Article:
On Sustainability in Uzbekistan: an interview with Suna Park 10 min read
Suna Julia Park is a political consultant working on local approaches to sustainable development in Central Asia, based in Tashkent, Uzbekistan. She is passionate about integrating local traditions into sustainability practices. She established the social project ‘Hashar Week’, centred around a historical Uzbek practice named Hashar.
Hashar: an ancient tradition, predominantly in Uzbekistan, of collective help and voluntary participation in beautification of public spaces.
Born in Uzbekistan, raised in Kazakhstan and educated in London, Suna relates how her multinational background shapes her perspective on global environmental issues in the Central Asian context today. She also shares the unexpected joy she has found after returning to Uzbekistan.
Firstly, can you tell me a little more about your background?
I have quite a multinational background. I’m an ethnic Korean, Soviet Korean. There was a whole diaspora, which migrated back in those days to northern parts of Russia, and then was transported forcibly to Uzbekistan, Kazakhstan and other Central Asian countries.
My mother tongue is Russian. My parents are of the Soviet generation. Russian is their first language. That’s why if you think about a good identity for my parents, it is Soviet. There were no nations back then. Even in terms of meals and cuisine. One day, we can have Kazakh, another day we can have something Russian and then something Korean. I mean, globalisation has facilitated that. But for us, it was always like that, because we were always exposed to so many different cultures.
I was born in Uzbekistan. However, I never lived there. When I was six, my family and I moved to Kazakhstan and I lived in Kazakhstan for 10 years. Then, after that, I went to London. I did my bachelor’s and master’s degrees there and I set up a company in London. Just a little over four years ago, I moved back to Uzbekistan. My grandmother still lives in Uzbekistan and I used to come back regularly to visit. During one of these trips, I realised that it could be very interesting to try moving back.
How would you describe the work that you do?
This is the most difficult question people ask me. How would you present yourself? How should we present you? I do so many things simultaneously, but the way I usually narrow it down is that I’m an international political consultant, working with governments. I started this activity back when I was in the UK, because I worked for a political consultancy there. I also worked briefly at the British Parliament.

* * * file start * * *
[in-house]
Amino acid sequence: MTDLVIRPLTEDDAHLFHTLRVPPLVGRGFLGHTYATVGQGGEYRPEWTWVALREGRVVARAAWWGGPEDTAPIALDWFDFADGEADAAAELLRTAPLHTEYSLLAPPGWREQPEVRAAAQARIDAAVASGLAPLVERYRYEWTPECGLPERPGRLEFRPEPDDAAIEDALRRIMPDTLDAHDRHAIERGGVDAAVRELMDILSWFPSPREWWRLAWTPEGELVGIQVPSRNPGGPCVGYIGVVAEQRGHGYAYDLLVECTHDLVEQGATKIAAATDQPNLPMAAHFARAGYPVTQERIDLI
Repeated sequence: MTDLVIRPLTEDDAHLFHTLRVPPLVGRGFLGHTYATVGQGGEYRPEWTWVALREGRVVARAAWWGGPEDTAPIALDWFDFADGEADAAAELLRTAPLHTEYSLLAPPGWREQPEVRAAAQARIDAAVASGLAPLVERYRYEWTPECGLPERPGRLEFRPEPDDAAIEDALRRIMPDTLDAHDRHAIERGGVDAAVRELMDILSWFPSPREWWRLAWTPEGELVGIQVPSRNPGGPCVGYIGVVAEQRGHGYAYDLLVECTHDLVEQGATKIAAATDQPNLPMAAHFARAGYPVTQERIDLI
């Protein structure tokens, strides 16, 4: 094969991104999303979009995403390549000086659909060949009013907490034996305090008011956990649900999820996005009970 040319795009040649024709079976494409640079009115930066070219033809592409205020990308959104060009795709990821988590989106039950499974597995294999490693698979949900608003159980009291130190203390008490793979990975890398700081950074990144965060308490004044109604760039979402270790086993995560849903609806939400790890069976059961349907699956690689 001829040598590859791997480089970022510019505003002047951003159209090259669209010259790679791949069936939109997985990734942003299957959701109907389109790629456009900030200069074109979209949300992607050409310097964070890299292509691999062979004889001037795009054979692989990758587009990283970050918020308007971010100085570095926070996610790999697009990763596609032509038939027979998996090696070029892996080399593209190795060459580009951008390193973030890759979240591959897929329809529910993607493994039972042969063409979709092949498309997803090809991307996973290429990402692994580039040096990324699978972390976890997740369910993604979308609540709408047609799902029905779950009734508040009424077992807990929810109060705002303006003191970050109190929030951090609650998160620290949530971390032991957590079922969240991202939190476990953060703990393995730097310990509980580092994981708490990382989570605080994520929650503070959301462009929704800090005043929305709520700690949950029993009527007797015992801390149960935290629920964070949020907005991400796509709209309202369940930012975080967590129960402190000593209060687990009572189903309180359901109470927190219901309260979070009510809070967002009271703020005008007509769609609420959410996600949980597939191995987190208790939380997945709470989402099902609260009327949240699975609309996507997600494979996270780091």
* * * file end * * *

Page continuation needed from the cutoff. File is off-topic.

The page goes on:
I advise government ministries and ministers on a range of reforms. I’m involved in and invited to work as a consultant on various projects by international organisations. Our most recent projects have been with the Asian Development Bank, where we worked on sustainable urbanisation, water supply and sanitation sector development.
Simultaneously I also run a company in Tashkent. I set up a company, a British-Uzbek sustainability advisory consulting company, where we also consult with businesses here on corporate social responsibility, sustainability, and environmental management.
Then the third part of my work is the social project, Hashar Week. It’s mostly aimed at literacy, sustainability education, and we work mostly with people and local communities. As you can see, it’s really so varied.
Where did the passion for sustainability come from?
I suppose a turning point was when I set up my own company in London. It was focused on the design and production of packaging products. Once I started this business, I realised how much packaging is used for a small snack, for example.
Of course, as a political scientist, I always look at development from the point of view of the dark sides of globalisation and neoliberal capitalism and how it all plays together. The effects on the environment was something that I did not necessarily study at the university but rather came to me as part of my professional formation. The packaging company really became a turning point in opening up the extent of the problem that exists even on a consumer level.
At that time, neither in Kazakhstan nor Uzbekistan, no one ever really thought about what sustainability means. When I came to Uzbekistan, I remembered an image that had stayed with me in my memory from growing up in Tashkent. This was women sweeping streets and their homes and backyards. Sweeping is something that is very ingrained into the local practice.
I came to Uzbekistan with all that knowledge built up in London and gained through some projects and I saw how this sweeping is no longer part of local practice, just as I was exploring the relationship of people towards waste. I had this memory but it no longer was the case. This dilemma, this dissonance between my memory and what I saw, pushed me to explore how sustainability can be adapted and brought into this local context.
Now I can say that it’s not only sustainability that I’m interested in professionally, rather that I’m interested in exploring local or original approaches to sustainability.
What does a typical workday look like for you?
You know, what I like about them is, although they can be really busy, it’s not as hectic as it was in London for me. It’s not as, I’d say, stiff, as it was in London. There is a lot of the community feel about it. Even meetings are always accompanied by shared meals and they’re not as formal.
There could be days when I am fully engaged in various meetings, meeting with ministers, meeting with governmental officials, meeting with international partners. There could be days when we work on a social project. There are days where we go to talk to actors to prepare theatrical performances and others where we work on an art exhibition. My day is so diverse here.